Saturday, October 25, 2014

Making My Novels More (P)interesting

Is there really a Site R and a Fort McClary? How was Antioch laid out during the Crusades, or Peenemunde at the end of World War II? What did the Amerika Rakete look like? Or a Pontiac Torpedo staff car or a Buffalo-Springfield two-wheel roller?

Do these questions keep you up at night?

Your quest for answers has been fulfilled. For those of you on Pinterest, I have several boards posted there for Yeitso, The Vampire Hunters: Vampyrnomicon, Nazi Ghouls From Space, and Rotter World. Each of the boards contains maps, photographs, and other research material I used when writing the books. Rather than just let them sit on my computer taking up hard drive space, I thought I'd Pin them and hopefully give the readers a better feel for the respective books. 

I have other boards on writing, monsters, history, and post-apocalyptic art that are also entertaining and, in some instances, informative (who would have thought).

Thursday, October 23, 2014

Coffin Hop Blog Tour: Are Zombies Still Relevant?


Are zombies still relevant in today’s horror genre?  


Click on Coffin Hop to go to the other websites participating in the blog tour.














It’s a legitimate question. AMC's The Walking Dead succeeded in doing what no other television show, movie, or novel has ever accomplished--that is, making zombies mainstream. The series is one of the most watched programs on television, and the convention circuit and merchandising for The Walking Dead is an industry onto itself. Although not everyone may be a fan of the show, I doubt there's anyone between the ages of six and sixty who have not heard of the series.

As in all genres, imitation is the sincerest form of flattery, and also the best way to make a quick buck. Since the early 2000s, a seemingly endless influx of zombie fiction, movies, and video games has flooded the market. Fans have been treated to some truly outstanding books (The Rising, Patient Zero, and World War Z), films (The Horde, Zombieland, and The Dead), and video games (Resident Evil, Dead Island, Dead Rising, and Left 4 Dead). Unfortunately, we have also seen zombies placed in every scenario imaginable. The living dead have faced off against strippers, cheerleaders, ninjas, and cockneys. A zombie apocalypse has been the focus of a commercial for Toshiba computers in which an electrical glitch in a laptop plunges the world into a living dead nightmare. Enough zombie romances have entered the market to spawn the creation of its own genre name, “zomroms” (when they start to sparkle, I'm shifting genres and writing erotica).   Traditionally, once a horror icon becomes the subject of farce, it marks its inevitable demise. (A good case in point is Universal Studio’s cache of monsters from the 1930s and 1940s, all of whom lumbered through countless resurrections until permanently put to death by Abbott and Costello).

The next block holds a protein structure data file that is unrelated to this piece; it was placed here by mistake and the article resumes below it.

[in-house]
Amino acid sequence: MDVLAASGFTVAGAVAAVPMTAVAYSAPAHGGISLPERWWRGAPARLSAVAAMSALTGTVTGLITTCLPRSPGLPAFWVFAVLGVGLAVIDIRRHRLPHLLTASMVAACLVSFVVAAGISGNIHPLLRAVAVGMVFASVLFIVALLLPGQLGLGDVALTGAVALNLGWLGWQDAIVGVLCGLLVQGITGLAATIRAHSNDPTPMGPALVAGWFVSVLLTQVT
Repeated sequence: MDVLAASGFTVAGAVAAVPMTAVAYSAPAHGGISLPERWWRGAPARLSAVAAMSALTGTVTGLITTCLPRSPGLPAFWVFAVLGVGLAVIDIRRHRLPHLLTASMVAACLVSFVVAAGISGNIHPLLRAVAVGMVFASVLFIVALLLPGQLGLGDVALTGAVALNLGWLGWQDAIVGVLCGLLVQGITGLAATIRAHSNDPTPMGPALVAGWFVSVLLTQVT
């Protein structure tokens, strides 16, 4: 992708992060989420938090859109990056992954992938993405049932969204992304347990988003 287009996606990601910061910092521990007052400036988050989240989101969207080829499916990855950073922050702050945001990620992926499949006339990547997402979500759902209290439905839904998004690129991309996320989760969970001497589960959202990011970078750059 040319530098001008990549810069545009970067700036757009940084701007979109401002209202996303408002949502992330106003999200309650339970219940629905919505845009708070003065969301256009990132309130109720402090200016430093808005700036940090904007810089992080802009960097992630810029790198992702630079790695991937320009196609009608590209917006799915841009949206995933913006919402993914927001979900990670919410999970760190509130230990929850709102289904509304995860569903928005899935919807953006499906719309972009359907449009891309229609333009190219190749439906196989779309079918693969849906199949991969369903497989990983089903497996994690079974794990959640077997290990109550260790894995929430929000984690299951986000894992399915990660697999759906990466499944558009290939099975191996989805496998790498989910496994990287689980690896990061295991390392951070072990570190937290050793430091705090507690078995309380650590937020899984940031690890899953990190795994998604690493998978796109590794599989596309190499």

Zombies, however, are different. They fill a niche that no other creatures are capable of. 

Vampires, werewolves, and other ghoulish creatures and creepy crawlies will always thrill us. Vampires appeal to that dark erotic nature of our personalities that we keep bridled, while werewolves remind us of how violent and uncontrollable our subconscious truly is. The other monsters are adult manifestations of those things in the closet that scared us as kids. They are pure fantasy, and we know it. But we don't care. We sit in a darkened movie theater, or become engrossed in the pages of a novel, and relish what horrors await. Deep down we know that as long as the characters can make it through to the end, then they will continue to live out normal lives.

Zombies, on the other hand, strike a chord with us for two reasons that tap into our deepest most emotional and psychological fears.

First, there is an undertone of realism to the zombie genre that is terrifying. Despite exaggerated reports of Ebola victims rising from the dead or the ingestion of bath salts turning drug addicts into the living dead, no one honestly expects a zombie apocalypse. What is frightening about the scenario, however, is that it represents a total collapse of society as we know it and the breakdown of everything we hold dear. We didn't create our own Hell by messing around with a Ouija board or a black and gold puzzle box. Factors beyond our control initiated the outbreak, and now we are left helpless to defend ourselves and our families as the living dead hunt us down in our own neighborhoods

This has been brought home to us repeatedly over the past decade thanks to twenty-four hour cable news, which have piped microcosms of catastrophe into our homes. We’ve all watched the flood waters of Katrina inundate New Orleans and tsunamis devastate the coast of Japan. It took days, and in some cases weeks, before local and federal governments were able to enter the devastated areas and regain control. In the case of New Orleans, the devastation was accompanied by the collapse of the social order. Looters took advantage of the chaos. People had to fend for themselves in order to survive, often against the local authorities. Our hearts went out to the victims of these natural disasters while a part of us breathed a sigh of relief that there but for the Grace of God goes us. Thanks to the zombie genre, we would suddenly become those nameless victims, and would be forced to confront bitter realities about how we would react in such a situation.